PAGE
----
Experts are still trying to save a pod of pilot whales from becoming stranded in shallow water just off the coast of Essex.
A group of around 40 whales were first spotted entering River Blackwater on Tuesday. Essex Police and the coastguard were called after the mammals were seen approaching the shallow water at St Lawrence Bay.
The mammals, which were believed to be following and eating shoals of herring, were later seen heading towards the shore between St Osyth and Jaywick.
Police and a number of rescue boats and helicopters were used to try to divert them to deep waters in case they got stranded when the coast came in. Two were briefly beached on the coast of St Lawrence during the operation.
The Essex Wildlife Trust said the behaviour of the mammals was of "great concern" and are urging local residents to keep their distance so they do not frighten the animals.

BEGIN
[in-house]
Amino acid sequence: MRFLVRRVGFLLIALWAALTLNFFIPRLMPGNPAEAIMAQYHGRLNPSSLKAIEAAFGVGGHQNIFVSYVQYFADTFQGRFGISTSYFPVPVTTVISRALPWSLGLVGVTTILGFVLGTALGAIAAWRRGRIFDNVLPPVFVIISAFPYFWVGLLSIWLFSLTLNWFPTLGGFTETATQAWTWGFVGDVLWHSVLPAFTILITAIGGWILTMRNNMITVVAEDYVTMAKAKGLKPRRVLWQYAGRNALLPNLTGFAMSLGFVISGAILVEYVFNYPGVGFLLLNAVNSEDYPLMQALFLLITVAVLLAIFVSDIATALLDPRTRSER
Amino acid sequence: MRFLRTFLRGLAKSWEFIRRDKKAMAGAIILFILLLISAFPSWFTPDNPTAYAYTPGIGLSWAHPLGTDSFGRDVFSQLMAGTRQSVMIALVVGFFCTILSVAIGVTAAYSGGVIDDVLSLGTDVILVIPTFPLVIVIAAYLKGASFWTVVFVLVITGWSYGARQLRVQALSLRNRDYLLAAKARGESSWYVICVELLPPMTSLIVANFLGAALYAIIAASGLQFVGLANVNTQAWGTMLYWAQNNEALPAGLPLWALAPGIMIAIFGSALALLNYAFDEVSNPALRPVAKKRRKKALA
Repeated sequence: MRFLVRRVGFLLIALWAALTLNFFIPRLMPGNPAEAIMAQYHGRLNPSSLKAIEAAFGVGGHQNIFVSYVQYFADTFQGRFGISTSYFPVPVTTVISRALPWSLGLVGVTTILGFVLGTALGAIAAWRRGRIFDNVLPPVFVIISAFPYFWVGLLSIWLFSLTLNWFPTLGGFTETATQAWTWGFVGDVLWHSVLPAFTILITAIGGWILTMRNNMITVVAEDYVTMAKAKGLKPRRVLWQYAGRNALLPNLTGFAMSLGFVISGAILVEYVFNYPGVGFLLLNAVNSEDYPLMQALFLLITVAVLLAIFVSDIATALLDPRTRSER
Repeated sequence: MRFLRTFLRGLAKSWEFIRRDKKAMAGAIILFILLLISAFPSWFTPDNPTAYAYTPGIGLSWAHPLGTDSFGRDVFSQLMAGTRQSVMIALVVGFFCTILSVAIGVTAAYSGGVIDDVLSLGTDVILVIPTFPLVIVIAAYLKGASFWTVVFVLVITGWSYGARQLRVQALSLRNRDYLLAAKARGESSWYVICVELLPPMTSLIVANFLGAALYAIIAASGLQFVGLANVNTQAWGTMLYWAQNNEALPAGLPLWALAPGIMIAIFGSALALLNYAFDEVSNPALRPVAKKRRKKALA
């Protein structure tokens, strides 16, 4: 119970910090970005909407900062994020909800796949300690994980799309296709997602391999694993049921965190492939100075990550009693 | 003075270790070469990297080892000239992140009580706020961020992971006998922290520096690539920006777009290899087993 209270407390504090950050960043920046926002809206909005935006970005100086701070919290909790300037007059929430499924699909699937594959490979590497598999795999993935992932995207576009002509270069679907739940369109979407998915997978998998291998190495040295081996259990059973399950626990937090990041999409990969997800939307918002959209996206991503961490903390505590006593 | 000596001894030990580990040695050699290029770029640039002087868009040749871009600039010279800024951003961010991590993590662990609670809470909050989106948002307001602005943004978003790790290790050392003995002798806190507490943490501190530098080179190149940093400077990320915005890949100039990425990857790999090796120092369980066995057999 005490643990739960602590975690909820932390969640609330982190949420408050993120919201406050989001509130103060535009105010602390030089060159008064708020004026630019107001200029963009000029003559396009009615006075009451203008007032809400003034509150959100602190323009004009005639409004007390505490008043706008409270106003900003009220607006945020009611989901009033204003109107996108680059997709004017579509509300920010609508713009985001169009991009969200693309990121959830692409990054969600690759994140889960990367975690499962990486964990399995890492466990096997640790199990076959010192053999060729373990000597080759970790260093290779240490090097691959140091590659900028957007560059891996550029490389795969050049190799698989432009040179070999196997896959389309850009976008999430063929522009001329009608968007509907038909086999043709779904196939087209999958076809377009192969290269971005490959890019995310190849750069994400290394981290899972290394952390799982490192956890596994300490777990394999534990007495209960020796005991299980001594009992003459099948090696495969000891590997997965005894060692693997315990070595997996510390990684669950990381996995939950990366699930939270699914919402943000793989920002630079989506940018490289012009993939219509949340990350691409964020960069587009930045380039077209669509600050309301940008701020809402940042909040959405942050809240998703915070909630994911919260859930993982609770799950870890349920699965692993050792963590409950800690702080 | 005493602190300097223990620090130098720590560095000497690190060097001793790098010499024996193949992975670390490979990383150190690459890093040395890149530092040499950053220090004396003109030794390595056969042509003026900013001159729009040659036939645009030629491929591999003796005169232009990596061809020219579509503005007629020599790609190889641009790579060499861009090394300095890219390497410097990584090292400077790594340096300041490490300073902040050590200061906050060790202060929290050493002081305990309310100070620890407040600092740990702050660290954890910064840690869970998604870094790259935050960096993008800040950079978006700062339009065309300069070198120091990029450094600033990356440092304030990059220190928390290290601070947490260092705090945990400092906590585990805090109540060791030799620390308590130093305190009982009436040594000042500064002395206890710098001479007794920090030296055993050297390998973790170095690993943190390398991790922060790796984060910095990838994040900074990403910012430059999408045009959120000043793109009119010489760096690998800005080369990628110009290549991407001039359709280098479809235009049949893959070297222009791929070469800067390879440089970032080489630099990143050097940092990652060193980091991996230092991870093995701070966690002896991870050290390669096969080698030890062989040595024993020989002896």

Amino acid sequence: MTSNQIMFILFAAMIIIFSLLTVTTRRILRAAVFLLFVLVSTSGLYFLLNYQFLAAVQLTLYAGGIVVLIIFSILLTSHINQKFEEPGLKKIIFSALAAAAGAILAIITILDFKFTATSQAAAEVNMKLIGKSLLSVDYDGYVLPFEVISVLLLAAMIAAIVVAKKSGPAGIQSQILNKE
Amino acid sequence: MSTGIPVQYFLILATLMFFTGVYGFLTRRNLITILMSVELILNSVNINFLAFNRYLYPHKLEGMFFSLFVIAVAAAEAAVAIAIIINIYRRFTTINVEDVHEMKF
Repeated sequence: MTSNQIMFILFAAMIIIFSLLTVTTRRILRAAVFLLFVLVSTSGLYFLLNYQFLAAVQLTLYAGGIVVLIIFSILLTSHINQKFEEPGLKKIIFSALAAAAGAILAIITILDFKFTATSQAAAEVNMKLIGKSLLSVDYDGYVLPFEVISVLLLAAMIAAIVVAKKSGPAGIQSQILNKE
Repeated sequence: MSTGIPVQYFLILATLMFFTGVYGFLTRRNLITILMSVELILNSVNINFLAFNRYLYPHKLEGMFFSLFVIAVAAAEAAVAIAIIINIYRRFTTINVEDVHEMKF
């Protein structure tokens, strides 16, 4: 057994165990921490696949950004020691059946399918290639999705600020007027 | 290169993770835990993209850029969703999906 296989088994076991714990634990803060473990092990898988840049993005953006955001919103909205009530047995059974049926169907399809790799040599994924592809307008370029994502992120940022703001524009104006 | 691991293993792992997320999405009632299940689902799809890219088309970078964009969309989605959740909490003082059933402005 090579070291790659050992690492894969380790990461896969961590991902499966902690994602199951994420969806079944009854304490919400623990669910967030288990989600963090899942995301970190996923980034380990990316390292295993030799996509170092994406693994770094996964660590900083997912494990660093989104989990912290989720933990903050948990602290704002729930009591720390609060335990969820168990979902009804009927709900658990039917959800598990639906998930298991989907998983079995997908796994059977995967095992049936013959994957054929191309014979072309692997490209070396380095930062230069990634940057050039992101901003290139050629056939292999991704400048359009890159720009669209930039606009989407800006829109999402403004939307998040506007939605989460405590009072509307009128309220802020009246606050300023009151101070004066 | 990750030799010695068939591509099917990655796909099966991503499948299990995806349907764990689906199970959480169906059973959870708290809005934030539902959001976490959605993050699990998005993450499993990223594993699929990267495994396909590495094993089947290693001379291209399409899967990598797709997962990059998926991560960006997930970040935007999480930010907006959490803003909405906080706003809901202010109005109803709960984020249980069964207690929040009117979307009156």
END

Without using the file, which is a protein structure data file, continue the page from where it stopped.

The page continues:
A spokesperson said: "All volunteer medics are on standby and all equipment is in place, so experts can act as quickly as possible, should the whales become stranded.
"If the whales are relocated, it is vital to keep their exact location out of the public domain until the police and marine experts say otherwise, as large groups of people/boats could easily exacerbate the whales' trauma. These are intelligent animals that are, unfortunately, stressed and disorientated."
PC Simon Lofting from the Special Branch Marine Unit said: "We have had small numbers of dolphins and porpoises off Essex but this is the first time so many whales have been seen. We had been out the previous day on the Thames when there were sightings off Southend and Kent, but we did not find them.
"But on Tuesday following sightings in the River Blackwater we were contacted by British Divers Marine Life Rescue and asked to assist. We had an expert from BDMLR on board our boat and he had real concerns that the whole pod could strand themselves."